Located in the heart of Medina and built by the Prophet Muhammad (PBUH), Masjid-e Nabawi is the second largest mosque after the Masjid Quba in Medina, Saudi Arabia. It is considered the second holiest place for Muslims after the Al-Haram Mosque in Mecca. The History of Masjid-e Nabawi tells the story of Sahal and Suhail, two orphans who retained the land of Masjid-e Nabawi. Here’s how it works.
There have been many constructive additions over the years to the history of Masjid-e Nabawi. Built in 622 CE, the three gates — the Gate of Mercy, the Gabriel Gate, and the Gate of Women — are located south, west, and east of the mosque, respectively. At that time, the Qibla wall was on the north side of Jerusalem and al-Sufa was on the north wall.
In 628 CE, the mosque was expanded after the Khyber War. Adjacent to the west wall were three rows of pillars, which became a place of worship.
In 649 CE, the mosque was demolished by the third Rashid Khalif Uthman and a new rectangular mosque was built in front of the Kaaba with stones, iron clamps, and teakwood.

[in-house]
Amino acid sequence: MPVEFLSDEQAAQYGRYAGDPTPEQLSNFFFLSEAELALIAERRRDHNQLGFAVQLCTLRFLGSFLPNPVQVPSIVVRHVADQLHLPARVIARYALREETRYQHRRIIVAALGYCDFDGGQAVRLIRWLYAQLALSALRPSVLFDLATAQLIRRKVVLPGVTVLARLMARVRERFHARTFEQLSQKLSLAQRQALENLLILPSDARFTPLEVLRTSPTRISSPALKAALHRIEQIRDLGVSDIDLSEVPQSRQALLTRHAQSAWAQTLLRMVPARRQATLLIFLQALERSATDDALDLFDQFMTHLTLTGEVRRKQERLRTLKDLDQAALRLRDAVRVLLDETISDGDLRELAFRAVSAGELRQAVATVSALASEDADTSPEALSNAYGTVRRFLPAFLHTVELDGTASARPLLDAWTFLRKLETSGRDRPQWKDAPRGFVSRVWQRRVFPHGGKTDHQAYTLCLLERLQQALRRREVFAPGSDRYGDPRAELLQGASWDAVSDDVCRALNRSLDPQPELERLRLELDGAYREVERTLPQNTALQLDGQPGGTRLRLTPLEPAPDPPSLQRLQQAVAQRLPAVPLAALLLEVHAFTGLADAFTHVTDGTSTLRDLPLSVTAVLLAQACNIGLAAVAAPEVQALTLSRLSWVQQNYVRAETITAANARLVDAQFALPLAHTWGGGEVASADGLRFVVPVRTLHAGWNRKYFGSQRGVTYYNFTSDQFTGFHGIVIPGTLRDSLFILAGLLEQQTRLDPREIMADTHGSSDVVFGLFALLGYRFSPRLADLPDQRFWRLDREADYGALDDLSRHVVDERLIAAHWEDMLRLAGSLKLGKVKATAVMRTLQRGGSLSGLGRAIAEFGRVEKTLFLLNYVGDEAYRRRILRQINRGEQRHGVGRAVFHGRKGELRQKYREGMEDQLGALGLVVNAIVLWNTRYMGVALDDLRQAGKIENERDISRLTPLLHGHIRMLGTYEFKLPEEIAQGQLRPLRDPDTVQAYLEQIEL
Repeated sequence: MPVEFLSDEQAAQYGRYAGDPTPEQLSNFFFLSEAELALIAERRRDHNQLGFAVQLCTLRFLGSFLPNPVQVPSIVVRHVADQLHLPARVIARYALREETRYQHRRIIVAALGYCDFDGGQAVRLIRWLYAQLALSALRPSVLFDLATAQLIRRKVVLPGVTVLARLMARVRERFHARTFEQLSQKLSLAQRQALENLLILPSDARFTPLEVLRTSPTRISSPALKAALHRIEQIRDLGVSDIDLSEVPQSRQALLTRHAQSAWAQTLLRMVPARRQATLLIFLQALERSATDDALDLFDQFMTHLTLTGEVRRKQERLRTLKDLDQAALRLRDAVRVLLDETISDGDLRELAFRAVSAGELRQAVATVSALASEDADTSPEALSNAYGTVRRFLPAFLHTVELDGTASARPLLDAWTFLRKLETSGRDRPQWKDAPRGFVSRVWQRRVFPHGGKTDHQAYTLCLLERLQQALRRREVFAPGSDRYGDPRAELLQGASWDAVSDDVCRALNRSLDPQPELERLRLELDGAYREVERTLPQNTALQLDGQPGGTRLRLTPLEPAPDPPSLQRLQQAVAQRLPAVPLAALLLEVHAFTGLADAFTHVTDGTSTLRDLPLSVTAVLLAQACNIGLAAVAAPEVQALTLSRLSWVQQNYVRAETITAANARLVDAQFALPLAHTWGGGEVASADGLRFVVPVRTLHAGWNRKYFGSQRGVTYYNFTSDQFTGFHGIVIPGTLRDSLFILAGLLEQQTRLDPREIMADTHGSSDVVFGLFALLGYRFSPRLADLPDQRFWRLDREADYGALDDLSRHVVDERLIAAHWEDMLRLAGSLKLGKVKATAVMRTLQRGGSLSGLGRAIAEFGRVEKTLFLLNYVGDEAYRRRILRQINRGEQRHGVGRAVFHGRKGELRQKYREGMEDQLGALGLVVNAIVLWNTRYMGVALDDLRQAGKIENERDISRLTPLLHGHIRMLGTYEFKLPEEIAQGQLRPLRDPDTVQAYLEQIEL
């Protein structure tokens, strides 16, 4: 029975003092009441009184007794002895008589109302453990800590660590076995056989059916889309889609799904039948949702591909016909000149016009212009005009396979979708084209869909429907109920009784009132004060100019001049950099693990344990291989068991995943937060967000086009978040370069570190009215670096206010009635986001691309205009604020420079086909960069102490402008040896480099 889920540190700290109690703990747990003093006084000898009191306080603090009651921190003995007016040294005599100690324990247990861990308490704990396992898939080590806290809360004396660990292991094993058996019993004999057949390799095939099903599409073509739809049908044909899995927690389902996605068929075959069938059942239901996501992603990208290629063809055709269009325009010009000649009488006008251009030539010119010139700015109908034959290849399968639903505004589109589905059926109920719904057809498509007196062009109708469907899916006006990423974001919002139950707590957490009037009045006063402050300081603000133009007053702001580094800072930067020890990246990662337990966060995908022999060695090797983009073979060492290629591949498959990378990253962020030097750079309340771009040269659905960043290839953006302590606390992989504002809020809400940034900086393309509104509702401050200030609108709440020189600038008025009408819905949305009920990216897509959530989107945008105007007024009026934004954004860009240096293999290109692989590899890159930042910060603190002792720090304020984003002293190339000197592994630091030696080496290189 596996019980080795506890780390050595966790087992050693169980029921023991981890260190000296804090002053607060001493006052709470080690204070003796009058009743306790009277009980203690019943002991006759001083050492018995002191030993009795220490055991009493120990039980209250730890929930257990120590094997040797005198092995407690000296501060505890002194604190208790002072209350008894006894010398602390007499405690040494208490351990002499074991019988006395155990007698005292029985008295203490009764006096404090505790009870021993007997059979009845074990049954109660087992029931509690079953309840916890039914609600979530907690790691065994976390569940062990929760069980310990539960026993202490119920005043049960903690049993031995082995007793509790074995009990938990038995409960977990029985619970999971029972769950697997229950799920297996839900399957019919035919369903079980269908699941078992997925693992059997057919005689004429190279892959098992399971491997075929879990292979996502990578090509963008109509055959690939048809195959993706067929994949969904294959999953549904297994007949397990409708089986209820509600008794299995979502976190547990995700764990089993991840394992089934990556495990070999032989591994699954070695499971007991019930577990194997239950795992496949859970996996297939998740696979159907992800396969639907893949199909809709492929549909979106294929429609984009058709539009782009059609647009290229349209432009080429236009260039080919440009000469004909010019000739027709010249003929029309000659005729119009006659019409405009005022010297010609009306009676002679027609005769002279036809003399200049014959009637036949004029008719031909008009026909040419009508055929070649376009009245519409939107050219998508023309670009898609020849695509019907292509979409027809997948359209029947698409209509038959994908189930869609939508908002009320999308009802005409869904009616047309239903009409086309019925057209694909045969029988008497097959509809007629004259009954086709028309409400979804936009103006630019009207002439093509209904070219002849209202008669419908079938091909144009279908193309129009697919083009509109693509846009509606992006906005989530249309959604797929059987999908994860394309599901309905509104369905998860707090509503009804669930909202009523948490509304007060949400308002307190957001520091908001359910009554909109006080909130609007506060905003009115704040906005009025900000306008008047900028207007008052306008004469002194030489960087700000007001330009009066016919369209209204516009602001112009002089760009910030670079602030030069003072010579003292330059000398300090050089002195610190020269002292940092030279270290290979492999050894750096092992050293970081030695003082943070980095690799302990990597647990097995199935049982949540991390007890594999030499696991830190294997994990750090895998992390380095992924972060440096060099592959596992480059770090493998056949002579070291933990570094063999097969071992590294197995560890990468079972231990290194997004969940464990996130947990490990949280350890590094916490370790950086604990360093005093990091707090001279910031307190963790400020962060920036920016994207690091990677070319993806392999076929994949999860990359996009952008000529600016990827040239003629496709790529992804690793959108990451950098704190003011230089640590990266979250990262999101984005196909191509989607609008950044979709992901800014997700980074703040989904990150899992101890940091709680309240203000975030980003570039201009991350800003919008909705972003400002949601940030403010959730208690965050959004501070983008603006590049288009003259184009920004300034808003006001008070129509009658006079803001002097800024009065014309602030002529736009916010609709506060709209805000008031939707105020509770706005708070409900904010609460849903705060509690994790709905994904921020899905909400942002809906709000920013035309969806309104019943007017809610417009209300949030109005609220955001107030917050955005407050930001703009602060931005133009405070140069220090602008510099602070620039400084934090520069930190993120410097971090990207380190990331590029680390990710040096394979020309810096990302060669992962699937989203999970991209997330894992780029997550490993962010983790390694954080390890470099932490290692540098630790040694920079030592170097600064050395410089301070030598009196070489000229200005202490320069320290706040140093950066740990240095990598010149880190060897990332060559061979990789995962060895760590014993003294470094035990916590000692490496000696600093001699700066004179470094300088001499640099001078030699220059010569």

In 707 CE, the mosque was restored by Umayyad Khalif al-Walid and a wall was erected to separate the mosque and the houses of the wives of the Prophet Muhammad (PBUH). The mosque is built in the shape of a trapezoid connecting its northern part with the sanctuary. Furthermore, the mosque was extended to the north by Abbasid Khalif al-Mahdi and his name was engraved on the panel of the Masjid-e Nabawi.
In 1817, the construction of al-Rawda al-Mutahara (Arabic), or Refined Residence was completed by Mahmoud ll. In 1837 CE, the dome of the Prophet Muhammad (PBUH) was painted green, naming it the “Green Dome”. The next successor rebuilt and expanded the mosque with red stone bricks. The tomb of the Prophet Muhammad (PBUH), the three altars, and the Masjid-e-Nabawi have been reorganized except for the pulpit.